My connection to the climbing world is strong and influential to where I am today.
In the fall of 1987 I went climbing for the first time, by winter I was obsessed. A short time later I picked up a camera to begin photographing this image rich sport, then in 1998 I became a fulltime, professional photographer shooting primarily climbing. As the years progressed I became a “We” and we (with Janine) moved into different outdoor subject matter, typically the same subjects we were most interested in at the time. But climbing has always remained close, and so it is a treat to take on a job that allows me to return to my roots.
A good friend here in the Italian Dolomites is professional climber and UIAGM Mountain Guide Kurt Astner. In recent years, Kurt has been busy freeing old aid lines as well as putting up some routes of his own on the dizzying steep walls of the Tre Cime di Lavaredo’s Cima Ovest and Cima Grande. During the summer of 2010 he established an all new route, Pressknödel (7c), with fellow UIAGM Mountain Guide and professional climber Christoph Hainz. In addition to this route, he repeated a former aid line recently freed by a Czech team, now Super Erectissima, 8a+.
Kurt asked me to join him on the two routes so we could make some images, but poor August weather continually delayed the work. We even managed to get up on the routes in preparation for the photo work only to have thick cloud cover, rain and ice force us down. Finally in late August, the high class climbing magazine Vertical became involved, renewing our motivation with a deadline for a story on Kurt.
On September 4 we were able to photograph both routes. Yet still some rain came down, we were pelted by ice and the clouds tortured us at sunset. Together with Stephan Steinkeller we managed a long and productive day, climbing the first part of the Cassin Route before traversing into Pressknödel to rig and get me in place. After these photos, we rappelled the route and ran for Super Erectissima. The sun was sinking into big black clouds sitting on the horizon. Kurt climbed the lower pitches, fixed a rope, and I quickly jumared the overhanging face. Literally in the final moments of daylight, we made the last images.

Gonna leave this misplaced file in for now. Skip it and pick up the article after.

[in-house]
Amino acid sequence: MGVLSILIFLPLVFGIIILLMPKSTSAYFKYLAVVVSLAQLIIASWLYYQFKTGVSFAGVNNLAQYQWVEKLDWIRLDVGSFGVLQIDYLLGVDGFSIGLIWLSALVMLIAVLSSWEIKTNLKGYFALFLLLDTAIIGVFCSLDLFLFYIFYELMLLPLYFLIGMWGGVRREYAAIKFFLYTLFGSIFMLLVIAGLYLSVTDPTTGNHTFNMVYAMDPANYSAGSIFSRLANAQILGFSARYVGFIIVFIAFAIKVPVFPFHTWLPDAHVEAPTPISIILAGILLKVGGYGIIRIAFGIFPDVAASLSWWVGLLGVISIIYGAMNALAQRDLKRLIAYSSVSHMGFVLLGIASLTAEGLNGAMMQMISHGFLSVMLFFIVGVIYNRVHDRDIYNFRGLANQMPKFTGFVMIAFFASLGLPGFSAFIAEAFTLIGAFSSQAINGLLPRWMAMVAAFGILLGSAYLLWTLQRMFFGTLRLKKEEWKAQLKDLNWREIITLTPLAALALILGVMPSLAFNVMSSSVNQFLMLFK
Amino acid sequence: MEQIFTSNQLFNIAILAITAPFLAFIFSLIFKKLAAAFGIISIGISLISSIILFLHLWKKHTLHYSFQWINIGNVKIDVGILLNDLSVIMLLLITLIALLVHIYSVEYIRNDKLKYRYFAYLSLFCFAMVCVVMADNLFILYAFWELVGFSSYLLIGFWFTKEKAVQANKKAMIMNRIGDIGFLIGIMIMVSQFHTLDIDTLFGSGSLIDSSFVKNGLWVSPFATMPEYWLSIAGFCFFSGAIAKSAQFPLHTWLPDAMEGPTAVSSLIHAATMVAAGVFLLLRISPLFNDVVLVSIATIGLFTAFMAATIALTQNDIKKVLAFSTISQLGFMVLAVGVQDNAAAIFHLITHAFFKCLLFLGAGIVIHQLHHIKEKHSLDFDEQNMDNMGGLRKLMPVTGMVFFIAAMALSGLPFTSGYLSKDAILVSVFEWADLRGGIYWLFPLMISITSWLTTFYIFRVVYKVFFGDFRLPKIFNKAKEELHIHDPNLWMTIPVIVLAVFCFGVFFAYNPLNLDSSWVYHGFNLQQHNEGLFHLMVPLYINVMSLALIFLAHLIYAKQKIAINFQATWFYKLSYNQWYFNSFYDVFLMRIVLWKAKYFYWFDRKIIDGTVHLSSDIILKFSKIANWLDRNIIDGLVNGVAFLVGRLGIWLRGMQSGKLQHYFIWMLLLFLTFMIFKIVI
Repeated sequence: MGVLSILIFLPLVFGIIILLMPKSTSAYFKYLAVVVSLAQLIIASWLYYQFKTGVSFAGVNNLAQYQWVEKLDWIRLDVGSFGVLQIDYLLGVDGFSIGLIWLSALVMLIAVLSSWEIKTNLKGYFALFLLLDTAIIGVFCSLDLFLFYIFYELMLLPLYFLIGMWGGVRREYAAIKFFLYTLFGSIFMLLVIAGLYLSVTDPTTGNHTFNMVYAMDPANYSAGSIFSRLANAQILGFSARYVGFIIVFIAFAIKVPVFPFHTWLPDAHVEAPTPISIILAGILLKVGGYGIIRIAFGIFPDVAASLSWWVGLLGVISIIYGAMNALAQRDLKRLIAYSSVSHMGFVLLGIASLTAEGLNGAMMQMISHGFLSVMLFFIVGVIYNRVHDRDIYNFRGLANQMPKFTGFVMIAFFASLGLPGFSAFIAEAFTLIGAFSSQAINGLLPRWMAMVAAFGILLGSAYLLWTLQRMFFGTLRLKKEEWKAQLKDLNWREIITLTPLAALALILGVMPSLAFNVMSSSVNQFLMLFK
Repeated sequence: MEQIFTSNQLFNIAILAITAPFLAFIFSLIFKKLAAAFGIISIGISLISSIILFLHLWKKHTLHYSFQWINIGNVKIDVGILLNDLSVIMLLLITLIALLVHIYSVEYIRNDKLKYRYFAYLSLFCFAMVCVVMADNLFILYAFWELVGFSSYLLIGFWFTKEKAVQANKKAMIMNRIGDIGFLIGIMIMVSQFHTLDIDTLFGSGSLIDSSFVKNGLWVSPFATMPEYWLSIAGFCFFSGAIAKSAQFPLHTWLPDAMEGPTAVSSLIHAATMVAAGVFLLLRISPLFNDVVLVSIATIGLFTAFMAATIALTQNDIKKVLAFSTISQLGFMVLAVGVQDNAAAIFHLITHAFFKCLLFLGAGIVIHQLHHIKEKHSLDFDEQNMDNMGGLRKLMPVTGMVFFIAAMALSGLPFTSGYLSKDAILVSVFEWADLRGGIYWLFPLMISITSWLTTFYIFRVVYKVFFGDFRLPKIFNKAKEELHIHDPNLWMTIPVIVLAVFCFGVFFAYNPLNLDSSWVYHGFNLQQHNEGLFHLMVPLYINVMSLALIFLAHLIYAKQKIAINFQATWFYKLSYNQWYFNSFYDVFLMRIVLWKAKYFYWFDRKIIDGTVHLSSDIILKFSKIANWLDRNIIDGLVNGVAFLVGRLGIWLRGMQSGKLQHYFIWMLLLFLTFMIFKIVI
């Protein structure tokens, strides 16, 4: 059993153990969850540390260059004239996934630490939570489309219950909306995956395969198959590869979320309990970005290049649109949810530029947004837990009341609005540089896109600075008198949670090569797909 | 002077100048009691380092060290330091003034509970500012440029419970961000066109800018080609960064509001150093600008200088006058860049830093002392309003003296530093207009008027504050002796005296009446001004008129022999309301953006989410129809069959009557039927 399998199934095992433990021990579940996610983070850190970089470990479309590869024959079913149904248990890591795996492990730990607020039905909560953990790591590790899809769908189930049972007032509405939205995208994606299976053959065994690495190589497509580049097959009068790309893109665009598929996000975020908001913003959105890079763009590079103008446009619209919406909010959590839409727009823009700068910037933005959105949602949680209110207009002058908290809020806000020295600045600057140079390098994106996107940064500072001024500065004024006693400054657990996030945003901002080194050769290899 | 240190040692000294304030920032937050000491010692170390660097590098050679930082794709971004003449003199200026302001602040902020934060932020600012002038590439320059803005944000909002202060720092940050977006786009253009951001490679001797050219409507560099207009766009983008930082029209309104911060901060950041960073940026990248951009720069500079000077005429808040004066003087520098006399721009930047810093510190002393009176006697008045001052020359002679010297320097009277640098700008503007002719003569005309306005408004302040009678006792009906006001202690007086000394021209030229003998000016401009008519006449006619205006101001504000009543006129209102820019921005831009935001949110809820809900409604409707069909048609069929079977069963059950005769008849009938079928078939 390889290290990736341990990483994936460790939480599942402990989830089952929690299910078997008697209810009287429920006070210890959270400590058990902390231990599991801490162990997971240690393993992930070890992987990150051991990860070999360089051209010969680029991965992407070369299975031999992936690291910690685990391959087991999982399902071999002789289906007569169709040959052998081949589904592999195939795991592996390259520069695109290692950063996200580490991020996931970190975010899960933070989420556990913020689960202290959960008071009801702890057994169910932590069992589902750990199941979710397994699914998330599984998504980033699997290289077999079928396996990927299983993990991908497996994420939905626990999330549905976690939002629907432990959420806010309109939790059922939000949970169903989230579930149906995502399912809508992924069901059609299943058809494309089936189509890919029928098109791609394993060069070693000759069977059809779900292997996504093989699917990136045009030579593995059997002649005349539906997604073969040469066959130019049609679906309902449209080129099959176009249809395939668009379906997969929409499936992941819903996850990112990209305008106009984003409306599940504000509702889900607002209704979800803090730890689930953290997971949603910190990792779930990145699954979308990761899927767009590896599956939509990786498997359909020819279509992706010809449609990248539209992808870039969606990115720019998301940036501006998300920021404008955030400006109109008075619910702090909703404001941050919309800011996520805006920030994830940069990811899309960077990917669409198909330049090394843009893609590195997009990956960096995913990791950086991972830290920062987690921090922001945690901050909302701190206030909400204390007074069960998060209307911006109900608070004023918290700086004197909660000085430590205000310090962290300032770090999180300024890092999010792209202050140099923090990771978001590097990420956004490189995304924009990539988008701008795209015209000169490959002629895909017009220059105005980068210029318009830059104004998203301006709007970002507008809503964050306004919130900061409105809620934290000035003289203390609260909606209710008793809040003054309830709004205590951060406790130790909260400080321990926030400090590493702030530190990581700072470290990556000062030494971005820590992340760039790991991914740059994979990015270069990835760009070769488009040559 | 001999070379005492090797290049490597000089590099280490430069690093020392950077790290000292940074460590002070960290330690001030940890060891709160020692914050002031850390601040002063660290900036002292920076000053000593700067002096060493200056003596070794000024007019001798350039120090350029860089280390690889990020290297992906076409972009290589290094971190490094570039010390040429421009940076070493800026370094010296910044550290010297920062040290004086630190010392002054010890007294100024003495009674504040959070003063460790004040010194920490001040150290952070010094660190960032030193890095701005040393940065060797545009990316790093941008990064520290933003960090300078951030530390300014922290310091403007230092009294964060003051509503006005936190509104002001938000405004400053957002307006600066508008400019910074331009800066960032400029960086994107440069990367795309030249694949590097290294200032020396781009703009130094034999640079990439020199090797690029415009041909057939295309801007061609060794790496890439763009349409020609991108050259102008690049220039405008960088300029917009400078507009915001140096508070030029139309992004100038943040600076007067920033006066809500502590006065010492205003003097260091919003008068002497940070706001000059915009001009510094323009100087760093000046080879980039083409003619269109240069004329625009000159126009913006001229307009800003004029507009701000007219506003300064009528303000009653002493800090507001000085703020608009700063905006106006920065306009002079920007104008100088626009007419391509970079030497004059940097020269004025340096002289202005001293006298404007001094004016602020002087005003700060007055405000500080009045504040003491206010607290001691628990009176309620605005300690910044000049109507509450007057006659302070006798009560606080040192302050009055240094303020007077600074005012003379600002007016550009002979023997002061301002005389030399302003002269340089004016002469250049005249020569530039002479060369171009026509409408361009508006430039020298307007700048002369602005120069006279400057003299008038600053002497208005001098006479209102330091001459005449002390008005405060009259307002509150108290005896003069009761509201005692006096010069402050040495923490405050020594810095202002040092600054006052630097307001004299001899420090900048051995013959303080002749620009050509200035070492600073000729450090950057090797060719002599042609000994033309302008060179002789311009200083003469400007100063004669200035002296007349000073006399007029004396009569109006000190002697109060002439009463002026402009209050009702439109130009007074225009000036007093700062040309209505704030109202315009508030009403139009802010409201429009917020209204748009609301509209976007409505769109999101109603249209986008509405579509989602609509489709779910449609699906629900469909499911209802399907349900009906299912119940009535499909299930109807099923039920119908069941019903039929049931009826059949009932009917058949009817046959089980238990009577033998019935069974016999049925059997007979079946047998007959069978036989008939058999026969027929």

Climbing: A Photographer’s Perspective
If you have ever wondered what it’s like to be a climbing photographer, and especially to work in a vertical, or in this case overhanging world, here is my perspective from this photoshoot. Note the exposure in positioning, the timing of images to the body position and how still I must remain so as not to swing around. First you’ll see Kurt climbing, then the logistics of moving about on a steep wall. Making climbing images requires a massive amount of work and comfort in this world, it helps to be a real climber, and it especially helps to have a great climber to work with.
For the whole story of free climbing at the Dolomite’s Tre Cime di Lavaredo by Kurt Astner, watch for Vertical Magazine’s full feature in an upcoming issue.
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